It is about sacrifice. Face it, every individual only has 24 hours a day. And since Jiro has immersed himself so wholeheartedly into perfecting his craft, he has sacrificed time with his family. He has probably missed seeing those precious years when his boys were growing up. Wryly, Jiro recounted a rare occasion he returned home to sleep, and how one of his sons ran to his wife asking who is this strange man and what is he doing in their house?
It is a reflection about the deep seated patriarchy that runs in traditional Japanese livelihoods. We hardly see a woman in the film until Jiro’s wife is introduced, and even so her screen time is rather diminished. Read about an article on a female chef-only sushi joint which just opened its doors in Tokyo. Watch the tuna auction in Tsukiji fish market, I found it almost ritual-like, with the chanting.
It is about kinship. Jiro and Yoshikazu are almost mirror images of each other, but their mindsets and personalities are worlds apart. Jiro lives life simply by travelling on a subway, Yoshikazu drives a Suzuki and professes his childhood dream was to be a Formula One driver. Jiro is the voice of authority and confidence in the film, Yoshikazu on the other hand has far less credit given to him. I can’t help having some sympathy for Yoshikazu, when it is revealed that his younger brother has already gone solo and started his own sushi business in Roppongi. The camera flashes to Yoshikazu, sitting alone in an empty corridor near the restaurant, drying seaweed on a charcoal stove. We see the discrepancy, and we sympathize with the pressure he had to withstand of living up to his father’s legacy. As a food critic explained, “Even if Yoshikazu’s standard is on par with his father, people will still feel he is inferior. To be considered equal to his father, he has to achieve twice as much.” But the film ends with a twist, a reprieve to Yoshikazu’s under representation. When Michelin taste graders first visited the restaurant, Jiro wasn’t even the one serving. Yoshikazu did everything.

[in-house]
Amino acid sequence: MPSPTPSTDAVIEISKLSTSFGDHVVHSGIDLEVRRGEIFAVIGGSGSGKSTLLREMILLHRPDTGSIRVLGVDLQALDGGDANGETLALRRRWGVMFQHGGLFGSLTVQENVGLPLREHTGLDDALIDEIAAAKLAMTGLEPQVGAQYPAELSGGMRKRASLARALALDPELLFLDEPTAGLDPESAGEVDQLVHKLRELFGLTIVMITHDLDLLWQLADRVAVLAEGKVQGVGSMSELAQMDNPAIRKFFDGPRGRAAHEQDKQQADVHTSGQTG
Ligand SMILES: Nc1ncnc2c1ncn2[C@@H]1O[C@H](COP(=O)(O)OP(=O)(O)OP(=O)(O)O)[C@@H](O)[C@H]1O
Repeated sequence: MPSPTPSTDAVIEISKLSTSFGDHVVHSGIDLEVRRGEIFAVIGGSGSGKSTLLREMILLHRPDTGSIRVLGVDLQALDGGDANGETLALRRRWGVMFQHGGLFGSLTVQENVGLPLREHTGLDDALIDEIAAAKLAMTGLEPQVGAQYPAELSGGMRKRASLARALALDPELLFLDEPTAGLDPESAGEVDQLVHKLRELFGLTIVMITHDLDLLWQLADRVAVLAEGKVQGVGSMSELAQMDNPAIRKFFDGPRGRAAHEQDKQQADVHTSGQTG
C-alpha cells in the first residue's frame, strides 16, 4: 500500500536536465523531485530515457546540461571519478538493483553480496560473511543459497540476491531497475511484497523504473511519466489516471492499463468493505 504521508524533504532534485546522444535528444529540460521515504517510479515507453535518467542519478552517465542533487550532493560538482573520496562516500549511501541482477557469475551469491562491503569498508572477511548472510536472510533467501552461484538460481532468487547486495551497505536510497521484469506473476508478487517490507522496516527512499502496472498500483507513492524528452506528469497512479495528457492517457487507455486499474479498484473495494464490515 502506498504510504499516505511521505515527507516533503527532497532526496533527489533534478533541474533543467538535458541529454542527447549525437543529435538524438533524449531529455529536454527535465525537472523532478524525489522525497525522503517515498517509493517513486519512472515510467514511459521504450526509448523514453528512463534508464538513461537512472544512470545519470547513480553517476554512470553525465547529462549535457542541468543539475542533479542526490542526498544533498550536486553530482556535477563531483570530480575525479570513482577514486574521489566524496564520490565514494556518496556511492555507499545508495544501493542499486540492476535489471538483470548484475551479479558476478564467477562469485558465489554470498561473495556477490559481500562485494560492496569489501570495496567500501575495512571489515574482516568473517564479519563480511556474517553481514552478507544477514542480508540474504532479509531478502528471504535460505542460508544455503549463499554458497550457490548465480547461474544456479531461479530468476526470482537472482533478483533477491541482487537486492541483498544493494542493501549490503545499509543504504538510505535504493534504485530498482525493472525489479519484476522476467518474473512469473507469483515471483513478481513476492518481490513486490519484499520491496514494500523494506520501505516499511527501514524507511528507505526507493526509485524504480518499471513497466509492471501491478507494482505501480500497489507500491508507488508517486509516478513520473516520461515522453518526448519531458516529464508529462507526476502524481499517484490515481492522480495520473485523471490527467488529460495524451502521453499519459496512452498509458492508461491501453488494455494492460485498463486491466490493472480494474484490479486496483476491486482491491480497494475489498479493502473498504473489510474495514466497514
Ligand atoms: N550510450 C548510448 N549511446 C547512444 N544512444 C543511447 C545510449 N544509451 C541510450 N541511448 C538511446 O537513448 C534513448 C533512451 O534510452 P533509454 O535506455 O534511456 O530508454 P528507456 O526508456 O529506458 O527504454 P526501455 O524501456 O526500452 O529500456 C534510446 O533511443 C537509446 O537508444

What the movie isn’t about
In my opinion, the movie strangely isn’t about passion as much as it is about sheer focus and perseverance. We can’t even be sure if Jiro became a sushi chef because he fell in love with it. We just know he left home at tender age to be an apprentice for a sushi chef, and made perfecting the craft of sushi making his life’s work. It could be for all we know, a move made to help his family make ends meet, as Jiro once indicated that his family conditions took a tough turn after his father’s career slump as a boatman. We know with some certainty that Yoshikazu isn’t in it out of pure passion. He mentions it is his duty as the eldest son, to continue his father’s trade, in Japanese culture.
In conclusion, the breath taking documentary is really less about the food and more about the art. The art of living, cheesy as it sounds, apparently does exist. I recently happened to pick up an intriguing book by Richard Hamilton called “Food for Thought and Thought for Food”. It revolves around Spanish chef Ferran Adrià, the first chef ever to be invited to participate in an international art show Documenta 12 (Kassel, Germany), in 2007. To find out how food and art intersect, stay tune for the next blog post!